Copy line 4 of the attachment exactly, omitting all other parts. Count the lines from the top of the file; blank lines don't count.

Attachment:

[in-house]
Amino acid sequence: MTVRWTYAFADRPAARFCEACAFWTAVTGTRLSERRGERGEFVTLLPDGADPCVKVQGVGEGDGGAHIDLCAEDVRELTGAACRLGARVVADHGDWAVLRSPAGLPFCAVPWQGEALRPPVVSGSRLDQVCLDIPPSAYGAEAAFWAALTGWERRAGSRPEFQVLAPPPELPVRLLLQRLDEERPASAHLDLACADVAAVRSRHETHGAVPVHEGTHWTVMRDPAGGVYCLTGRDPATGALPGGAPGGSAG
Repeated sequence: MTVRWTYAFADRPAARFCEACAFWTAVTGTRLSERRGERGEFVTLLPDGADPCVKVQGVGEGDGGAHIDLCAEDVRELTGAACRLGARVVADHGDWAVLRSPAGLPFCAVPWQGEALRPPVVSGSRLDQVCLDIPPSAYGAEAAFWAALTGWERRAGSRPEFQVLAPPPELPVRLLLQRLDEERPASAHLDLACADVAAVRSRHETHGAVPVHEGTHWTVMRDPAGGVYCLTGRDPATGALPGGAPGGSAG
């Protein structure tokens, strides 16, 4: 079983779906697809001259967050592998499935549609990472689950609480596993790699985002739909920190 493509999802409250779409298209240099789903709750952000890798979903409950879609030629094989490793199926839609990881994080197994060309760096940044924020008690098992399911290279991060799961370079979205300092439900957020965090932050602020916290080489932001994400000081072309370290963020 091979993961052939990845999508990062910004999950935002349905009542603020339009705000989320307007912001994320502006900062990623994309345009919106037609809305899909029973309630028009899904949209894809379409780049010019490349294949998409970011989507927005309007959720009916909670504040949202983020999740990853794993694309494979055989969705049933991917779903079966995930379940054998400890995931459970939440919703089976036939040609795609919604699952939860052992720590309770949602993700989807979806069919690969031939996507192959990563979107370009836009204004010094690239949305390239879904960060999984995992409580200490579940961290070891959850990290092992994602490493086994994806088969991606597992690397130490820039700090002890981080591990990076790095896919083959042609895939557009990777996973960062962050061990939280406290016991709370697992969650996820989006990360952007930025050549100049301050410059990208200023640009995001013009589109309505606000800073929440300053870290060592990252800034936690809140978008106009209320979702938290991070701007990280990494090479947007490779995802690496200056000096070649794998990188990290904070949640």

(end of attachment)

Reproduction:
């Protein structure tokens, strides 16, 4: 079983779906697809001259967050592998499935549609990472689950609480596993790699985002739909920190 493509999802409250779409298209240099789903709750952000890798979903409950879609030629094989490793199926839609990881994080197994060309760096940044924020008690098992399911290279991060799961370079979205300092439900957020965090932050602020916290080489932001994400000081072309370290963020 091979993961052939990845999508990062910004999950935002349905009542603020339009705000989320307007912001994320502006900062990623994309345009919106037609809305899909029973309630028009899904949209894809379409780049010019490349294949998409970011989507927005309007959720009916909670504040949202983020999740990853794993694309494979055989969705049933991917779903079966995930379940054998400890995931459970939440919703089976036939040609795609919604699952939860052992720590309770949602993700989807979806069919690969031939996507192959990563979107370009836009204004010094690239949305390239879904960060999984995992409580200490579940961290070891959850990290092992994602490493086994994806088969991606597992690397130490820039700090002890981080591990990076790095896919083959042609895939557009990777996973960062962050061990939280406290016991709370697992969650996820989006990360952007930025050549100049301050410059990208200023640009995001013009589109309505606000800073929440300053870290060592990252800034936690809140978008106009209320979702938290991070701007990280990494090479947007490779995802690496200056000096070649794998990188990290904070949640």